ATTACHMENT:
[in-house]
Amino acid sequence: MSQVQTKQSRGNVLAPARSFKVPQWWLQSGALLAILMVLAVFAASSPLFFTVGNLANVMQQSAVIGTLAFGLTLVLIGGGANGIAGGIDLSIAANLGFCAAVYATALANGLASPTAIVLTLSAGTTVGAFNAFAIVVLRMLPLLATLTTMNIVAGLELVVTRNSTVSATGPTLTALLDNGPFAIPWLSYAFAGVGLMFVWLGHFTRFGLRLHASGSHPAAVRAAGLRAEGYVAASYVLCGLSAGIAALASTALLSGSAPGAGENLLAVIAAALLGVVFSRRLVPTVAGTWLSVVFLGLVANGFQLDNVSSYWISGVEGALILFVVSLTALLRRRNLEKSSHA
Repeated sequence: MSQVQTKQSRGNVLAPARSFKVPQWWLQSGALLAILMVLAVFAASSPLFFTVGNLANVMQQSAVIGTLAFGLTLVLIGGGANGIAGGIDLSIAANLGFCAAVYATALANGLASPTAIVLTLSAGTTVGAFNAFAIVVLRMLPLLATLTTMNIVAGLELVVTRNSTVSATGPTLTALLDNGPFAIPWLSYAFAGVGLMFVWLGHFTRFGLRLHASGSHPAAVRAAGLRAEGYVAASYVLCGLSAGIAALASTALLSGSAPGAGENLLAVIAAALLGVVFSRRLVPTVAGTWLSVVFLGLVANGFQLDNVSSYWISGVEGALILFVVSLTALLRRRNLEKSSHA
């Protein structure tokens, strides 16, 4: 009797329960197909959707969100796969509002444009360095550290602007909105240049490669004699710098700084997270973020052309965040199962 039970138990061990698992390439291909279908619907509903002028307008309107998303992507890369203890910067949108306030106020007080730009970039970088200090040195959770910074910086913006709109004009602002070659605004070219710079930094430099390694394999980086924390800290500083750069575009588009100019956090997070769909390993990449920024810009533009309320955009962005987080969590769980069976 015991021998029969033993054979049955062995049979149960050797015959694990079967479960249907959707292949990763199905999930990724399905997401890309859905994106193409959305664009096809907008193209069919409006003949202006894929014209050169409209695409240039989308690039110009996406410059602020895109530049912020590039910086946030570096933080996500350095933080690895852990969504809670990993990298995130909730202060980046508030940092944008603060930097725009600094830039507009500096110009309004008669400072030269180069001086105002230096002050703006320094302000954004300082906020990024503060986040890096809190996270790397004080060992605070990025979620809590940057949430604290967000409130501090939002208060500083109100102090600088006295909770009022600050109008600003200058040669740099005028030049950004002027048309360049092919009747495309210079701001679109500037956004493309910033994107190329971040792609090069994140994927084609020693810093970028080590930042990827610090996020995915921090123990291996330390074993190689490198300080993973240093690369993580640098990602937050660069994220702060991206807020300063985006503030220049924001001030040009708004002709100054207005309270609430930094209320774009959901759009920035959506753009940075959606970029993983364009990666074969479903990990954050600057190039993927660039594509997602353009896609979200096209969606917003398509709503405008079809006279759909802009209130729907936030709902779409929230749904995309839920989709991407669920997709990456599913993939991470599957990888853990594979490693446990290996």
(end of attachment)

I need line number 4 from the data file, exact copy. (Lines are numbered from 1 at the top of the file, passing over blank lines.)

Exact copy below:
């Protein structure tokens, strides 16, 4: 009797329960197909959707969100796969509002444009360095550290602007909105240049490669004699710098700084997270973020052309965040199962 039970138990061990698992390439291909279908619907509903002028307008309107998303992507890369203890910067949108306030106020007080730009970039970088200090040195959770910074910086913006709109004009602002070659605004070219710079930094430099390694394999980086924390800290500083750069575009588009100019956090997070769909390993990449920024810009533009309320955009962005987080969590769980069976 015991021998029969033993054979049955062995049979149960050797015959694990079967479960249907959707292949990763199905999930990724399905997401890309859905994106193409959305664009096809907008193209069919409006003949202006894929014209050169409209695409240039989308690039110009996406410059602020895109530049912020590039910086946030570096933080996500350095933080690895852990969504809670990993990298995130909730202060980046508030940092944008603060930097725009600094830039507009500096110009309004008669400072030269180069001086105002230096002050703006320094302000954004300082906020990024503060986040890096809190996270790397004080060992605070990025979620809590940057949430604290967000409130501090939002208060500083109100102090600088006295909770009022600050109008600003200058040669740099005028030049950004002027048309360049092919009747495309210079701001679109500037956004493309910033994107190329971040792609090069994140994927084609020693810093970028080590930042990827610090996020995915921090123990291996330390074993190689490198300080993973240093690369993580640098990602937050660069994220702060991206807020300063985006503030220049924001001030040009708004002709100054207005309270609430930094209320774009959901759009920035959506753009940075959606970029993983364009990666074969479903990990954050600057190039993927660039594509997602353009896609979200096209969606917003398509709503405008079809006279759909802009209130729907936030709902779409929230749904995309839920989709991407669920997709990456599913993939991470599957990888853990594979490693446990290996």